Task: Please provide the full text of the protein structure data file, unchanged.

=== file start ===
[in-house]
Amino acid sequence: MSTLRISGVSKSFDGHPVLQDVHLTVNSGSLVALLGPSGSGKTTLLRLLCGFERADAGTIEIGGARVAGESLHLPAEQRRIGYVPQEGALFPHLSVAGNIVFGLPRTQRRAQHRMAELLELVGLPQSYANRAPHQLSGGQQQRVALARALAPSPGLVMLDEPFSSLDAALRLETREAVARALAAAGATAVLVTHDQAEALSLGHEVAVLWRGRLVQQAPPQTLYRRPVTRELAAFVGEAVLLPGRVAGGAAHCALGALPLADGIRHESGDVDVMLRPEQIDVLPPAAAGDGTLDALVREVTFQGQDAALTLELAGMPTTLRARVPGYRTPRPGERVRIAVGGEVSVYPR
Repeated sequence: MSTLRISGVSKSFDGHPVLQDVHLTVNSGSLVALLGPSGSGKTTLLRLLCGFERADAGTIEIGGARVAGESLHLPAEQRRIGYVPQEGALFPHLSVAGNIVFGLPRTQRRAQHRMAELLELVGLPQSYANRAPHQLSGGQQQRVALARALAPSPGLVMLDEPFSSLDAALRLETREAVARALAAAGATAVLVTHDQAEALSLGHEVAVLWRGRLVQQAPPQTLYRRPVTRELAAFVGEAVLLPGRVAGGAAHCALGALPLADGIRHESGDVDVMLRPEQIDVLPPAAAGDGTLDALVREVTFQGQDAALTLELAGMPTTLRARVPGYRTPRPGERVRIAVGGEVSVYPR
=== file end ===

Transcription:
[in-house]
Amino acid sequence: MSTLRISGVSKSFDGHPVLQDVHLTVNSGSLVALLGPSGSGKTTLLRLLCGFERADAGTIEIGGARVAGESLHLPAEQRRIGYVPQEGALFPHLSVAGNIVFGLPRTQRRAQHRMAELLELVGLPQSYANRAPHQLSGGQQQRVALARALAPSPGLVMLDEPFSSLDAALRLETREAVARALAAAGATAVLVTHDQAEALSLGHEVAVLWRGRLVQQAPPQTLYRRPVTRELAAFVGEAVLLPGRVAGGAAHCALGALPLADGIRHESGDVDVMLRPEQIDVLPPAAAGDGTLDALVREVTFQGQDAALTLELAGMPTTLRARVPGYRTPRPGERVRIAVGGEVSVYPR
Repeated sequence: MSTLRISGVSKSFDGHPVLQDVHLTVNSGSLVALLGPSGSGKTTLLRLLCGFERADAGTIEIGGARVAGESLHLPAEQRRIGYVPQEGALFPHLSVAGNIVFGLPRTQRRAQHRMAELLELVGLPQSYANRAPHQLSGGQQQRVALARALAPSPGLVMLDEPFSSLDAALRLETREAVARALAAAGATAVLVTHDQAEALSLGHEVAVLWRGRLVQQAPPQTLYRRPVTRELAAFVGEAVLLPGRVAGGAAHCALGALPLADGIRHESGDVDVMLRPEQIDVLPPAAAGDGTLDALVREVTFQGQDAALTLELAGMPTTLRARVPGYRTPRPGERVRIAVGGEVSVYPR